The rally ran into reality Tuesday, as escalating unrest in Libya and across the Middle East sent investors running for shelter from a market that is suddenly much less comfortable with risk. "We've been priced for perfection. Now we're seeing that the world isn't perfect after all," said David Rosenberg, chief economist at Gluskin Sheff + Associates Inc.
Stock markets fell across the board, with Toronto's S&P/TSX composite index dropping 1.1 per cent and the benchmark S&P 500 index in the United States shedding 2.1 per cent. The VIX index, a measure of the stock market's volatility that's often taken as a proxy for the level of investors' fear, jumped more than four points to 20.80, its highest reading since early December and its biggest percentage rise in nine months. Meanwhile, investors headed for the safety of government bonds, bidding them higher and sending the interest rate on the 10-year Canadian government bond to a three-week low.
Commodities sensitive to economic risk slumped, led by copper, down 3.6 per cent. Investors flocked to the traditional safe havens of gold and silver, pushing both precious metals higher.
A similar pattern played out in the foreign exchange market, where investors sold the higher-risk, cyclically sensitive currencies - including Canada's - in favour of the traditional safety of the U.S. dollar.
Market watchers said the Libyan situation is injecting a dose of fear back into markets that in recent weeks were all but ignoring risk in their march higher.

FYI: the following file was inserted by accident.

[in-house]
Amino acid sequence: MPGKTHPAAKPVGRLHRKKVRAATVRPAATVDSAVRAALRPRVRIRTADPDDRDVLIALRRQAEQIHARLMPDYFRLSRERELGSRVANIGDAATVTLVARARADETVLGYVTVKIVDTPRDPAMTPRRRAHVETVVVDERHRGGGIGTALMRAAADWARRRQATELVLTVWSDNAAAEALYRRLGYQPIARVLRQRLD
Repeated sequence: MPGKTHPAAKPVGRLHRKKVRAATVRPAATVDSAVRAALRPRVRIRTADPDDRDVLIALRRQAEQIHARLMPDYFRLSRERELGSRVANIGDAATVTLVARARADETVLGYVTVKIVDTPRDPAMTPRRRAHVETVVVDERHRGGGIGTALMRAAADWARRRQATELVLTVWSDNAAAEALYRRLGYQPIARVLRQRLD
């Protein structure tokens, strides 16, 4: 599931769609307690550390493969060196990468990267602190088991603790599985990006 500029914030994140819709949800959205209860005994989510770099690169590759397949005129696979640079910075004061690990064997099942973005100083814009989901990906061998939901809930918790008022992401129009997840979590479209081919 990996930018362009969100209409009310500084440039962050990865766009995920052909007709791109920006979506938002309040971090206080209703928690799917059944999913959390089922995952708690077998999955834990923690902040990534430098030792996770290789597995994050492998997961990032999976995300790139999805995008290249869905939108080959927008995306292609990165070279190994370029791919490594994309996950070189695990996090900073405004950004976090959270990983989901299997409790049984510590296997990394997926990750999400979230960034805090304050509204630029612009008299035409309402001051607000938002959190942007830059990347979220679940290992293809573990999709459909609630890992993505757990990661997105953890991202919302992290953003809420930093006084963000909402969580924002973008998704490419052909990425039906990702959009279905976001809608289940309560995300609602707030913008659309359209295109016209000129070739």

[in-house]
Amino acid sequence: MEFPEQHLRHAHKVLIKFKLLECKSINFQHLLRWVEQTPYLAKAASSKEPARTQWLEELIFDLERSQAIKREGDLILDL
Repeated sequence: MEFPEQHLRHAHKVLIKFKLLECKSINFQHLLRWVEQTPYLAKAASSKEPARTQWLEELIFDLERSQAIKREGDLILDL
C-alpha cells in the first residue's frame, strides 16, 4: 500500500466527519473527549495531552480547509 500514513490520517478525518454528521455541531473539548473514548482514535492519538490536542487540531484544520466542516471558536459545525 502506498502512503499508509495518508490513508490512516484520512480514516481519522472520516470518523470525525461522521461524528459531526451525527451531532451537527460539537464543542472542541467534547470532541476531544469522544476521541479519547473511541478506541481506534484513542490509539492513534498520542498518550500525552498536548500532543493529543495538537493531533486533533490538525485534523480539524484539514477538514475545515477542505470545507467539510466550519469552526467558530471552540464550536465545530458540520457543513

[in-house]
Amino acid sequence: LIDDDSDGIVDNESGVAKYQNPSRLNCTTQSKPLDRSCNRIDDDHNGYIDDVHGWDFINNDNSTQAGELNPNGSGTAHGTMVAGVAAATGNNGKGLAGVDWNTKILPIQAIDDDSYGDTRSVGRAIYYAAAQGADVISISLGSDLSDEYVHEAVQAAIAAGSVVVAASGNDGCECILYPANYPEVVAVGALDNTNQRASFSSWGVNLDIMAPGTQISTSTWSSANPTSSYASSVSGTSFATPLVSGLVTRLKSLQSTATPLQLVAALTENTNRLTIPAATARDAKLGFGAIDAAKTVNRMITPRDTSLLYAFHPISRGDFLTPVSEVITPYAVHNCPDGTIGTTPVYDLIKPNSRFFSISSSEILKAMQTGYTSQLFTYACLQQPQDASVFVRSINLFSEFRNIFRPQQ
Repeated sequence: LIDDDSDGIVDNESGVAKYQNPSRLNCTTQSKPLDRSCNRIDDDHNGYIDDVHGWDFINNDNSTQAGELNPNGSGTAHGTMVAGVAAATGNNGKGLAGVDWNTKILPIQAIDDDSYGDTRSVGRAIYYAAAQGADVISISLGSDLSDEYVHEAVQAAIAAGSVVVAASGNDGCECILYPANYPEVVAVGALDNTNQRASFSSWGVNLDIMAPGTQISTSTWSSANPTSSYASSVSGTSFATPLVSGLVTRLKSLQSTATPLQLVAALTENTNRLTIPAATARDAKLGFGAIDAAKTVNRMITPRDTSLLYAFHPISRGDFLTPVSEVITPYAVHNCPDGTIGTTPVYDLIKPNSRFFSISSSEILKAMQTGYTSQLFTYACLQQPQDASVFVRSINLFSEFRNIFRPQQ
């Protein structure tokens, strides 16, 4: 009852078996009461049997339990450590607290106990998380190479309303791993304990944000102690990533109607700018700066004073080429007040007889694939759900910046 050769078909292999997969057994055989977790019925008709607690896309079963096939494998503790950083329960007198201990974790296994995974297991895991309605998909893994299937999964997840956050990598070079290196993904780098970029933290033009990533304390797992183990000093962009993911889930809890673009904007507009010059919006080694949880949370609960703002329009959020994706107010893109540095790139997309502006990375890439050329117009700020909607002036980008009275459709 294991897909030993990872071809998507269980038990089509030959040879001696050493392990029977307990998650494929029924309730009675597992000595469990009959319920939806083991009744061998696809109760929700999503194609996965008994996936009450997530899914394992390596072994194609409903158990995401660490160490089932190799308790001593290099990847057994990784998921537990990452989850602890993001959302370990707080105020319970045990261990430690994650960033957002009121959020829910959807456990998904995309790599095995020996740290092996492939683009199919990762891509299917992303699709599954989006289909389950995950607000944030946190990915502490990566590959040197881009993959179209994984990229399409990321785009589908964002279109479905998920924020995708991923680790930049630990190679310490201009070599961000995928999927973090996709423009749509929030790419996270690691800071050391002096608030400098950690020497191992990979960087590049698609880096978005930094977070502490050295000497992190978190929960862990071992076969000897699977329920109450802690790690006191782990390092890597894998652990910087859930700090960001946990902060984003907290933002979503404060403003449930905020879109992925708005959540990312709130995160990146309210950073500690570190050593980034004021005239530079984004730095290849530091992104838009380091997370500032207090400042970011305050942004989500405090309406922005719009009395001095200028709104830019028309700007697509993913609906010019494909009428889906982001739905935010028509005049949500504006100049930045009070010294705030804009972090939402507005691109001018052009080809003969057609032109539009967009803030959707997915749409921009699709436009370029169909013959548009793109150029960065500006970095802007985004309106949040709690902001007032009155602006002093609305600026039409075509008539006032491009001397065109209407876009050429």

"The resiliency of the equity rally in the past four to six weeks has been very surprising," said Vincent Delisle, market strategist at Scotia Capital in Montreal. He noted that stocks had continued to rally despite clearly overbought prices, rising Middle East tensions and mounting inflation fears. Meanwhile, the VIX had declined to near 3 1/2-year lows, indicating the biggest risk appetite among stock-market investors since before the credit crunch.
"People have been looking for an opportunity to reduce risk a little," Mr. Delisle said. "Libya seems to have done it."
Economists and market watchers say it's much too early to take the Middle Eastern troubles and investors' pullback as evidence of a troubled global economy or a coming downturn in the financial markets.
"I don't know if you can overemphasize that a lot of asset markets were overstretched," said David Watt, senior currency strategist at RBC Dominion Securities. "Right now, it's just a profit-taking exercise … You just got a sense that there was going to have to be a clean-out of risk positions in many asset classes."
However, he acknowledged, "there's a lot more uncertainty today than there was a few weeks ago."
Mr. Delisle suggested the stock market may now have "a recipe for a short-term pullback," as the geopolitical uncertainty comes at a time when the market is about to enter a slow period for earnings reports, starving investors of fresh information on corporate profits. But he believes that increasing amounts of institutional investors' cash returning to the equity market, as well as growing U.S. consumer confidence and generally positive earnings in the latest quarter, should keep any stock market decline to modest dimensions.
In contrast, Mr. Rosenberg believes the smooth sailing of the year to date is destined to hit rocky waters, as investors become re-acquainted with risk. If the political upheaval were to spread to the region's biggest producer, Saudi Arabia, he could see oil prices topping $200. But even without such a severe spike, he argued, rising oil prices already pose a major risk to the global economic recovery.
"If you look at it historically, whenever oil is up 120 per cent over a two-year period, a global recession ensues," he said. Two years ago, oil was under $40 a barrel.
"We had six mini-bull and bear markets last year - and we probably have a calendar [in 2011]more full of event risks than last year," he said.
"If you thought last year was a roller-coaster ride, this year is going to be Space Mountain."